At any rate, the defendant refers to his “90 day PLRA sentence for ‘contempt of court' . . . .” Dkt. No. 100 at 2. It appears that he refers to an incident that occurred in the summer of 1999. In June of 1999, the defendant asked Judge Clevert to allow him to fire his lawyer and obtain another one. Dkt. No. 8. After a discussion off the record, Judge Clevert granted that request. Id. Only days later, the defendant filed a letter asking to change counsel again. Dkt. No. 10. After some back and forth between the court and the defendant, Judge Clevert held a hearing on the request. Dkt. No. 14. At that hearing, the court found the defendant in contempt. Id.

         On October 5, 1999, Judge Clevert sentenced the defendant to serve ninety days in custody for his conduct at the July 7, 1999 hearing. Dkt. No. 31. He explained in the sentencing order that at the June hearing, the defendant had intentionally thrown or knocked over the microphone at the defense table, had cursed, and had shouted, ending in the marshal having to retrain him. Id. at 1. As a result of this behavior, the court issued the following contempt sentence: “Consequently, I sentence Theodore Glore, defendant in the above-entitled case [case no. 99-cr-82], to 90 days imprisonment for the aforesaid conduct, to be served concurrently with the sentence in case number 94-CR-102.” Id. at 2.

         Looking at this order in combination with the October 5, 1999 judgment, one sees that Judge Clevert sentenced the defendant to serve 276 months in the 1999 case. He ordered that once the defendant finished serving the 276 months in the 1999 case, he was to start serving the forty-six months Judge Evans had imposed in the 1994 case, and he was to serve the ninety-day contempt sentence at the same time that he served the forty-six month sentence in the 1994 case.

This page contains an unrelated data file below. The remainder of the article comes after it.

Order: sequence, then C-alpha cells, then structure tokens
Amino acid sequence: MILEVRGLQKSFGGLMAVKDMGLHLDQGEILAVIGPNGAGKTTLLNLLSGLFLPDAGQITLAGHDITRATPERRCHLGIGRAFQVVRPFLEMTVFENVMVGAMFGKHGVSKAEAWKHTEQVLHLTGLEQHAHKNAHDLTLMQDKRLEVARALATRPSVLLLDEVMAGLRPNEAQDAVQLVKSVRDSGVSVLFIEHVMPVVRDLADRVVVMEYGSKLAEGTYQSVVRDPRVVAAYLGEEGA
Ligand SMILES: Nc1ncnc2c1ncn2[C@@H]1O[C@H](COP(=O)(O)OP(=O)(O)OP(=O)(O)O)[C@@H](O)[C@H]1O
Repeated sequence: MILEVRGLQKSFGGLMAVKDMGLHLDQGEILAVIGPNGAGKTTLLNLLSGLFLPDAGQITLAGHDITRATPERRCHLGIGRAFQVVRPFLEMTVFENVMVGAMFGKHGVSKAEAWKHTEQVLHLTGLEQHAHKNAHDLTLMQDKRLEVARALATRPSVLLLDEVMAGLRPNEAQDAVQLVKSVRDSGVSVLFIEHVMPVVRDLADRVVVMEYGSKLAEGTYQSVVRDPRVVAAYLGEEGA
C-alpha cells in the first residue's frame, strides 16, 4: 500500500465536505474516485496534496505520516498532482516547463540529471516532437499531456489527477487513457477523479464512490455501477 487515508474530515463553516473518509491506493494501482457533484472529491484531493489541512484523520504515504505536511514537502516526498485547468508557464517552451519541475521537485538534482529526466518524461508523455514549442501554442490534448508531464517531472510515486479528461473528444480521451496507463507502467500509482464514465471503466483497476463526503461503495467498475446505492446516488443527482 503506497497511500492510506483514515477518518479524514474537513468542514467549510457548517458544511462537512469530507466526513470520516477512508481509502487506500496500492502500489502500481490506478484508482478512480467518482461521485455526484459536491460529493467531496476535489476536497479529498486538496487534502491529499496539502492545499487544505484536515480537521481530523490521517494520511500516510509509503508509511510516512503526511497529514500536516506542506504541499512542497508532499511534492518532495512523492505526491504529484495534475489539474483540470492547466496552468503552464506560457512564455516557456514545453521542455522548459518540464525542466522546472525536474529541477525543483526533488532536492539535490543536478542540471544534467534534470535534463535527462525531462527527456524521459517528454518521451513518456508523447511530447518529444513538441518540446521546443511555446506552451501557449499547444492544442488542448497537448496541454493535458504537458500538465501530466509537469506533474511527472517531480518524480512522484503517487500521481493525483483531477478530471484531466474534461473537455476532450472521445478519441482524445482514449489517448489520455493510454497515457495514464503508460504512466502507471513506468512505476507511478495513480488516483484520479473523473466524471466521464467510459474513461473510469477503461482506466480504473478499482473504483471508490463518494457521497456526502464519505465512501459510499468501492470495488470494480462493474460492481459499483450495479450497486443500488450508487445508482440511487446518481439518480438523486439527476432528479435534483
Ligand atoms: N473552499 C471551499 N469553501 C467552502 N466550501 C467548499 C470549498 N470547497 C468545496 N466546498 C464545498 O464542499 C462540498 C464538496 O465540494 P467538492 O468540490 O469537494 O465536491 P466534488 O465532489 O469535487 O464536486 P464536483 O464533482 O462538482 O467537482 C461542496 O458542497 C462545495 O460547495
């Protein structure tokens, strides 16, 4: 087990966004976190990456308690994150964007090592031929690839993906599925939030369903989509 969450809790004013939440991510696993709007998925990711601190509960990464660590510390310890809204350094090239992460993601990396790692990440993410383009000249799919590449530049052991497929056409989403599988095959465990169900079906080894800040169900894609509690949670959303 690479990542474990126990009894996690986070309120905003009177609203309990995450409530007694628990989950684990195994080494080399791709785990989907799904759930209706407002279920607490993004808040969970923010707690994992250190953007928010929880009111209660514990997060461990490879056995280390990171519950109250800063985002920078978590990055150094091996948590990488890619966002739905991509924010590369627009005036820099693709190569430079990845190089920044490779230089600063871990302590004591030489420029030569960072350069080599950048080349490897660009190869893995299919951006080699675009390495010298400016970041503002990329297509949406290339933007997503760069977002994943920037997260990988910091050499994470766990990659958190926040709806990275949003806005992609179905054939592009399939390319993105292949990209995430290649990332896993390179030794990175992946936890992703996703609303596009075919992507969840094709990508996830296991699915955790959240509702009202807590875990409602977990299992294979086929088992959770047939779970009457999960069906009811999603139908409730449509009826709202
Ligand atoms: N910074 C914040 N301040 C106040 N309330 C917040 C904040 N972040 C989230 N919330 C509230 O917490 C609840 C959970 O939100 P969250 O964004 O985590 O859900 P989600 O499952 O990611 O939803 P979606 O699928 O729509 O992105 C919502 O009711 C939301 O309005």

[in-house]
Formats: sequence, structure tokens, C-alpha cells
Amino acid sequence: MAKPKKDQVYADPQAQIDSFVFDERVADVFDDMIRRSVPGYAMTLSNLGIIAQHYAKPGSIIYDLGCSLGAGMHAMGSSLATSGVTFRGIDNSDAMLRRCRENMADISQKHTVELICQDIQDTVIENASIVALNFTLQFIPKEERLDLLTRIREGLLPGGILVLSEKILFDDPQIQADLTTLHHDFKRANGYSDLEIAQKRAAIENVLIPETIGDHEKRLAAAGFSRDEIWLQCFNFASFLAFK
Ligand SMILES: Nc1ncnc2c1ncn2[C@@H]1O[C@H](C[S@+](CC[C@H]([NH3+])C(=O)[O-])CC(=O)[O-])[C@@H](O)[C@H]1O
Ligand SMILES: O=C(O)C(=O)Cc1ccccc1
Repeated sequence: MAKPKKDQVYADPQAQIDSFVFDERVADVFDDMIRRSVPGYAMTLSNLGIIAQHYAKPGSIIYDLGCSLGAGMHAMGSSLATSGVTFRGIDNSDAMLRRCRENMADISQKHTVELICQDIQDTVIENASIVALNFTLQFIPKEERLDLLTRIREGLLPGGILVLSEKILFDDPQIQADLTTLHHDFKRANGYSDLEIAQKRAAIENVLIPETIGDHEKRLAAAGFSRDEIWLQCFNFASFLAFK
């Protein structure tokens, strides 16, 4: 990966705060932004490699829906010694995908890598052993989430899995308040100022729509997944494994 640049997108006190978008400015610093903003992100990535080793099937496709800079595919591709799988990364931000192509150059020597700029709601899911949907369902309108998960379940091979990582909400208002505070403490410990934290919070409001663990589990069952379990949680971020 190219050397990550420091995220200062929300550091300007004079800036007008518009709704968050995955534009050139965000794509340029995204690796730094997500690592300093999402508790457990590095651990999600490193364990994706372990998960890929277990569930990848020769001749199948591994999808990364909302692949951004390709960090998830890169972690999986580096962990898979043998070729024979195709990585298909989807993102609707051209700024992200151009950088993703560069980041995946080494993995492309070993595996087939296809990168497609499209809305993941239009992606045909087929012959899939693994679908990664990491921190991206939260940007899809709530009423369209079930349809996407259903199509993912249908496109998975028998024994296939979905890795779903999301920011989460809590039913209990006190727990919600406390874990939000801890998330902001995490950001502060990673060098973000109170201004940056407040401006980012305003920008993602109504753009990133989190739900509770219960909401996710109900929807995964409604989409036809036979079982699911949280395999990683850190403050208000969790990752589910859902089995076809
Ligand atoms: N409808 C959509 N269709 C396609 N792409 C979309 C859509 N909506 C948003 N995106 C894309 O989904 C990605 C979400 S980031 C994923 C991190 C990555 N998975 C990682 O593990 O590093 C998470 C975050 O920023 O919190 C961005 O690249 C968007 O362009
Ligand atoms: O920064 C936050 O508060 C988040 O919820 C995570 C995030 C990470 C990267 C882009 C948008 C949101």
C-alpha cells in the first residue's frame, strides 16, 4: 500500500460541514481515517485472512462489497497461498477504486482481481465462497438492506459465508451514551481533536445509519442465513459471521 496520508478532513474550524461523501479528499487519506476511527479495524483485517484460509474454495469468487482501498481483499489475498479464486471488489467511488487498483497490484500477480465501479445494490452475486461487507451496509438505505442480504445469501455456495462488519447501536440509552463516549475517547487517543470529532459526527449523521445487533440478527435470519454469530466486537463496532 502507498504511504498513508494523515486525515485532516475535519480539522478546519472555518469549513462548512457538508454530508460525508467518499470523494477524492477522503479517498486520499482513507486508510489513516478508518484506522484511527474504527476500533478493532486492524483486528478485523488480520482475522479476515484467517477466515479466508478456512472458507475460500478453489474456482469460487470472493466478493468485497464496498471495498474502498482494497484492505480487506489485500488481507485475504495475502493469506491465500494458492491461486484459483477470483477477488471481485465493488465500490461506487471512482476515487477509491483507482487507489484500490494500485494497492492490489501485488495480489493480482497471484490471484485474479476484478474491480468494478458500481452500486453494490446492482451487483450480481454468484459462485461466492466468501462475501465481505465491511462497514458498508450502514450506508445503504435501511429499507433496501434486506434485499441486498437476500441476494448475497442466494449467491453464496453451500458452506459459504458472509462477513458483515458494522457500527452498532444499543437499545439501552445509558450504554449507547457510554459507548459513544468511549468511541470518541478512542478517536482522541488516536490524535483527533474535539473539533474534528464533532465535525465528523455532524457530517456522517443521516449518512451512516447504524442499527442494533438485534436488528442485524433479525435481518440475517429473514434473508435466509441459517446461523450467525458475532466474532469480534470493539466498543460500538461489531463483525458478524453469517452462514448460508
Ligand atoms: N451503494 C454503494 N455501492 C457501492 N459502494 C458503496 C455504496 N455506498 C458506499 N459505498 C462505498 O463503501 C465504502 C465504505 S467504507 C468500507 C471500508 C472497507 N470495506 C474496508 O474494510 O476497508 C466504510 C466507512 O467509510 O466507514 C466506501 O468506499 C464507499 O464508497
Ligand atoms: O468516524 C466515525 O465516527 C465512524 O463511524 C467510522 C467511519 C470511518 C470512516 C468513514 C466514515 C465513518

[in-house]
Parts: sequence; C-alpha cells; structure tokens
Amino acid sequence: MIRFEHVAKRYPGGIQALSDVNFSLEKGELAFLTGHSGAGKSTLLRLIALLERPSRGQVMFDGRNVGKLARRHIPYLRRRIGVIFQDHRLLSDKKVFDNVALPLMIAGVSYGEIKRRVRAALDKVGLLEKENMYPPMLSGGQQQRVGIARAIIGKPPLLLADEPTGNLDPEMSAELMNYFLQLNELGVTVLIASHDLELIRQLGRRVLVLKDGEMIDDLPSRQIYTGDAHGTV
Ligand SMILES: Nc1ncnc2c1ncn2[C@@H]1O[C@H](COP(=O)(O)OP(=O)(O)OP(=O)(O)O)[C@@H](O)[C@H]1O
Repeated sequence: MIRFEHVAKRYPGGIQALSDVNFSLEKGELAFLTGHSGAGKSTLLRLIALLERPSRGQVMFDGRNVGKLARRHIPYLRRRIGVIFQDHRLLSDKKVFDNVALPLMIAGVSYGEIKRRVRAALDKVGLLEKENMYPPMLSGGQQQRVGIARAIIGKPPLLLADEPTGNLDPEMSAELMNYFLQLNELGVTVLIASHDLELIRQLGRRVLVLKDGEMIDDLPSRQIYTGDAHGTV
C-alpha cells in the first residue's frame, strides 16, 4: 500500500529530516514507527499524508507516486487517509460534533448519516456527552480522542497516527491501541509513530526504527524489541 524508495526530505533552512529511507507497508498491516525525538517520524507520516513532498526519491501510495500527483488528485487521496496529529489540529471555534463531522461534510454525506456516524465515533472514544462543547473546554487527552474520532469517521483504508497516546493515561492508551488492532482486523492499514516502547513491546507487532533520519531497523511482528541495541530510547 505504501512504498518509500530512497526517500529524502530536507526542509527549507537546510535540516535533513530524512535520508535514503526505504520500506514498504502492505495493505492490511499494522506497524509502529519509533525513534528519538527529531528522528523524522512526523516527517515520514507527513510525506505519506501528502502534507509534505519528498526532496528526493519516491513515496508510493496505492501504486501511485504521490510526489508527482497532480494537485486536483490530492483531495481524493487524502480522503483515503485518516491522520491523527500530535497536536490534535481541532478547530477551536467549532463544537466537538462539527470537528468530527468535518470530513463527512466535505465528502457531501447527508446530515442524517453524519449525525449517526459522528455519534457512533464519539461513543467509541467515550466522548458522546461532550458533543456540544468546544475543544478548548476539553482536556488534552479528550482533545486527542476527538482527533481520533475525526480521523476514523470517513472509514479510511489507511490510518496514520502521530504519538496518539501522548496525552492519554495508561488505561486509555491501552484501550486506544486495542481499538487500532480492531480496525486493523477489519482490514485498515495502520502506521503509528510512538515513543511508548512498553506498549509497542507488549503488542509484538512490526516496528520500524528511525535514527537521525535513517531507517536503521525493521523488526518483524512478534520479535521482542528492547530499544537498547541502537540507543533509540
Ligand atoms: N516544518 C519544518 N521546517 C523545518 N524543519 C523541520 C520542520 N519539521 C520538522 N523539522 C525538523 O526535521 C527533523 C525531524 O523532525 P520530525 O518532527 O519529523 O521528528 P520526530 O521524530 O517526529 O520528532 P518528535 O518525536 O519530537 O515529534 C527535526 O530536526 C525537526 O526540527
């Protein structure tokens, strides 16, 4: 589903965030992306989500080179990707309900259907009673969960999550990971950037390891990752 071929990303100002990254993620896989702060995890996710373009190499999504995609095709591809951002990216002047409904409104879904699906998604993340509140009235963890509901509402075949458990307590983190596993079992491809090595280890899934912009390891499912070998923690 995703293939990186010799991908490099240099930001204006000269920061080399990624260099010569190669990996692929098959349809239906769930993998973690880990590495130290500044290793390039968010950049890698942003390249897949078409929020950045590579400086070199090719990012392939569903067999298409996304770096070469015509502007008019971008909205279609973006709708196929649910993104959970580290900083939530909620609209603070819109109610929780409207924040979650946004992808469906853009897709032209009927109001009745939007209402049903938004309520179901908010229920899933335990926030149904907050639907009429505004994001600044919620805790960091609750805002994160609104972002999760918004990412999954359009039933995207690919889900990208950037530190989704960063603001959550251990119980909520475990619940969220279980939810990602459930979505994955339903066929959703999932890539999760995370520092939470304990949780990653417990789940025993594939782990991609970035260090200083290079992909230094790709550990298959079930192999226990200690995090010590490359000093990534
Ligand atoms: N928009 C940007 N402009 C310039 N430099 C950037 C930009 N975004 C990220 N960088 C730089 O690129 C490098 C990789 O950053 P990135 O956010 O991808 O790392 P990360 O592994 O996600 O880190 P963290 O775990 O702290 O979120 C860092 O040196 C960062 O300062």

In his motion, the defendant “contends that this court intended for his 90 day PLRA sentence for ‘contempt of court' to run concurrent to his 276 month sentence.” Dkt. No. 100 at 1. That is not what Judge Clevert's October 5, 1999 judgment says, and it is not what the October 5, 1999 contempt order says. Rather, Judge Clevert's October 5, 1999 contempt order says that the defendant was to serve his ninety-day contempt sentence concurrently with the forty-six month sentence Judge Evans imposed, and that the defendant was to start serving that sentence after he finished the 276-month sentence Judge Clevert imposed.

         The defendant also states in his motion that “[t]he federal bureau of prisons has mistakenly concluded that the court ordered a consecutive 18 month sentence for the contempt of court . . . .” Id. at 2. He indicates that because of this “mistaken conclusion, ” “the judgment must be clarified or amended to reflect the court's intention.” Id.

         The court has no way of knowing what the BOP has or has not concluded. What it does know is that there is one other document on the docket from the October 5, 1999 sentencing hearing. That document is referred to as the “court minutes.” Dkt. No. 32. Court minutes are notes that the court's staff takes, giving a short summary of what happened at a hearing. In the minutes from the October 5, 1999 hearing, Judge Clevert's staff member wrote, “As a result of defendant's disruptive behavior during the pretrial conference on July 7, 1999, the court ...